August 15, 1864
In Newfoundland and Labrador, August 15 is better known as Lady Day. On August 15 there is a long established tradition that the “catch of fish” on this day was to be given over to the church.
‘Lady Day,’ the fifteenth of August, in some parts of the province signaled the end of the fishing season. It was not unusual for some fishermen to ‘give it up’ for the remainder of the summer.
On August 14, 1864 Bishop John Thomas Mullock, the Roman Catholic Bishop of St. John’s “called on the people of the St. John’s area to fish for St. Patrick’s Church tomorrow”. Bishop Mullock was so determined to get the fishermen up and out fishing at an early hour that he put on a special mass in the Cathedral (now the Basilica) at 4:00 a.m. “for the people going to fish…”
August 15, the Feast of the Assumption of Mary, was one of the great feast days in the calendar of the Catholic Church. So important was this day that it was considered a Holy Day of Obligation, a day to refrain from work, a day demanding that the faithful attend Mass.
“LADY DAY” IN NEWFOUNDLAND
When the Roman Catholic Cathedral (now Basilica) was being constructed Bishop Michael Anthony Fleming of Newfoundland received in 1834 from Pope Gregory XVI, the faculty to dispense the fishermen subject to his spiritual jurisdiction from the obligation of fasting on the vigils of saints. This allowed Bishop Fleming to give permission to the fishermen to fish for the church on holy days, like Lady Day. Bishop Fleming referred to himself as “the prelate of a congregation of impoverished fishermen.”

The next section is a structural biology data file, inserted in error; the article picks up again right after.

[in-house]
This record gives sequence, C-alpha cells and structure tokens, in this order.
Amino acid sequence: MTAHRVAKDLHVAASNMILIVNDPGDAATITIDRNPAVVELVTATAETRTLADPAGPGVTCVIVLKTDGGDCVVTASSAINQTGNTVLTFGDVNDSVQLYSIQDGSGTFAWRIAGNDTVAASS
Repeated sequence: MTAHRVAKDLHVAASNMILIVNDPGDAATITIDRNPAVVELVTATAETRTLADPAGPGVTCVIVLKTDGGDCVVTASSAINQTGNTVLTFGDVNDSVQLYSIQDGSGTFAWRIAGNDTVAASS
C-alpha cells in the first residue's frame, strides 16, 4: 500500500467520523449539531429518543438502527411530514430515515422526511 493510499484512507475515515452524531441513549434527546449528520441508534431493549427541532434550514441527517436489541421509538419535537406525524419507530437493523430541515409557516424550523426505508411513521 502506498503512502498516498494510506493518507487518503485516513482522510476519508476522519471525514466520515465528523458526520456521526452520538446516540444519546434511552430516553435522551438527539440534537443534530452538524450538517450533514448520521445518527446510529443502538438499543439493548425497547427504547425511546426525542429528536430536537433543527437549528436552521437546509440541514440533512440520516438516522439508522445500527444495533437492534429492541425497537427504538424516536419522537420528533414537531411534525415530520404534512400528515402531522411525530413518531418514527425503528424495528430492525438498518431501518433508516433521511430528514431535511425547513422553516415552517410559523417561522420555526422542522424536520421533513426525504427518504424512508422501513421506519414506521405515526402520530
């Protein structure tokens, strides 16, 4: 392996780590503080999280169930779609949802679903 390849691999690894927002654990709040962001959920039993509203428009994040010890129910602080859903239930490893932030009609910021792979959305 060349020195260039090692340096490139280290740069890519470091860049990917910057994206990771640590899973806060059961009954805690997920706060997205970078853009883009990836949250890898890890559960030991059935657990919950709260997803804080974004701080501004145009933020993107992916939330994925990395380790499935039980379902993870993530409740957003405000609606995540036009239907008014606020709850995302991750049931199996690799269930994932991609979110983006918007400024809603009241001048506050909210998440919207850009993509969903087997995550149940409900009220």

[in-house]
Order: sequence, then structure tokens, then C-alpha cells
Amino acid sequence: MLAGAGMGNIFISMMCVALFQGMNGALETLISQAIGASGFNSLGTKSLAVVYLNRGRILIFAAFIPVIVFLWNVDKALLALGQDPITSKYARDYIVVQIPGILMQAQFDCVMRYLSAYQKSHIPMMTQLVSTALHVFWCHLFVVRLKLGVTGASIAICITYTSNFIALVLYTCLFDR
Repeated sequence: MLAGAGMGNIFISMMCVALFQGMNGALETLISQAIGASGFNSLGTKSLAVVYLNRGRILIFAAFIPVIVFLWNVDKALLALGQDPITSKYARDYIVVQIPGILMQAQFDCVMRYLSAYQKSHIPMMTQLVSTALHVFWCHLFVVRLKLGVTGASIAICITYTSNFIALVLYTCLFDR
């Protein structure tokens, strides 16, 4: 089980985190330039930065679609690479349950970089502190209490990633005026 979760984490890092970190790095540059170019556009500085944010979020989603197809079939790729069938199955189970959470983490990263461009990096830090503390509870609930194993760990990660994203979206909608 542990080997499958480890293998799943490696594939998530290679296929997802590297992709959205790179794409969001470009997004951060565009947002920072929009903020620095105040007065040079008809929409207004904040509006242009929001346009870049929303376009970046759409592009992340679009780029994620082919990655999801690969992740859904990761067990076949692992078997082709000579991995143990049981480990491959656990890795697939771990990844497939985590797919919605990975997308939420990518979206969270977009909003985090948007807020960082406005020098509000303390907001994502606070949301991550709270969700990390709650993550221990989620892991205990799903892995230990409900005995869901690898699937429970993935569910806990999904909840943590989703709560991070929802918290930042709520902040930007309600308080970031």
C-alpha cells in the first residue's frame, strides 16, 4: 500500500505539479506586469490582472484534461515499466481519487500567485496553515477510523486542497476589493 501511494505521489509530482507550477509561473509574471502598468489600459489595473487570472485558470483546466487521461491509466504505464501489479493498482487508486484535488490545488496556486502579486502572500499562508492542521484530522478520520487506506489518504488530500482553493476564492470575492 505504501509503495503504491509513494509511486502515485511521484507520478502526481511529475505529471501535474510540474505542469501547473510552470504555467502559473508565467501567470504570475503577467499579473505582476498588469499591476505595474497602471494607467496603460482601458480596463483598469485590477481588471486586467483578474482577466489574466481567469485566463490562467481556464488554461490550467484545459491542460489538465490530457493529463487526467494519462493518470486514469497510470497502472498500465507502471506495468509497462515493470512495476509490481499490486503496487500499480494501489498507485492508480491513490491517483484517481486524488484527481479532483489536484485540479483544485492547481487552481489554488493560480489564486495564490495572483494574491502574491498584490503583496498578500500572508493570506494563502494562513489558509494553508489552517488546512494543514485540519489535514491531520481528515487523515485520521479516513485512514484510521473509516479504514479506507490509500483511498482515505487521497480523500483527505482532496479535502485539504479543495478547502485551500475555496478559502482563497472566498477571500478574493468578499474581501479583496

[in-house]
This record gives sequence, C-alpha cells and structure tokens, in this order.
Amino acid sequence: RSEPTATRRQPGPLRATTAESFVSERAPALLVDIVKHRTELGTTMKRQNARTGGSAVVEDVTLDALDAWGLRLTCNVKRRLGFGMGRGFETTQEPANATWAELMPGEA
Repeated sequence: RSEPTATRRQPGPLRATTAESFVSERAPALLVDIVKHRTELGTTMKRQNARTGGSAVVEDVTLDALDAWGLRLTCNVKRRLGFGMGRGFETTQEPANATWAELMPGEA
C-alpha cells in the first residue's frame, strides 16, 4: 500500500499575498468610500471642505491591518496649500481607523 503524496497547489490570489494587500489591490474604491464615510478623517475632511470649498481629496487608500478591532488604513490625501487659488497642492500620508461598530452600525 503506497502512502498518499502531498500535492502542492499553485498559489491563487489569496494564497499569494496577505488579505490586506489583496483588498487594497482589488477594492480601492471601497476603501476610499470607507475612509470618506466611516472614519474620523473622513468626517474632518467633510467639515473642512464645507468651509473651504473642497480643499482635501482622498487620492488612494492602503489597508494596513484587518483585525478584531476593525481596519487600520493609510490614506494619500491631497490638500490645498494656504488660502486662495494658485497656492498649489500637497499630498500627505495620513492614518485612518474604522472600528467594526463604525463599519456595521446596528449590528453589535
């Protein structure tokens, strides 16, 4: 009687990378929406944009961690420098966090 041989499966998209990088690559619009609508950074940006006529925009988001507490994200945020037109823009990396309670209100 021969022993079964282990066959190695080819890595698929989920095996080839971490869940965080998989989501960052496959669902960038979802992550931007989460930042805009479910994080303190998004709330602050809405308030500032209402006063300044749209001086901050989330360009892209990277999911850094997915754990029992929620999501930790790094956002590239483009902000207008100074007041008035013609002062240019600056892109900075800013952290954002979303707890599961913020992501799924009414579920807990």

Father Kyran Walsh (the priest in charge of the construction of the R.C. Cathedral (now Basilica) would collect Lady Day fish in the summer, and so raised the thousands of pounds that were needful to complete the Cathedral.
Lady Day in many communities became a day of celebration – at the end of the “fishing day” in some communities (especially in Placentia Bay) dinner and dances were held in the parish halls.
On August 19, 1944 one writer for the Western Star newspaper in Corner Brook, lamented that:
“The 15th of August passed by rather uneventfully. However, many sadly recalled the big celebrations it occasioned in days gone by, and would like to see it return to its former festivity.”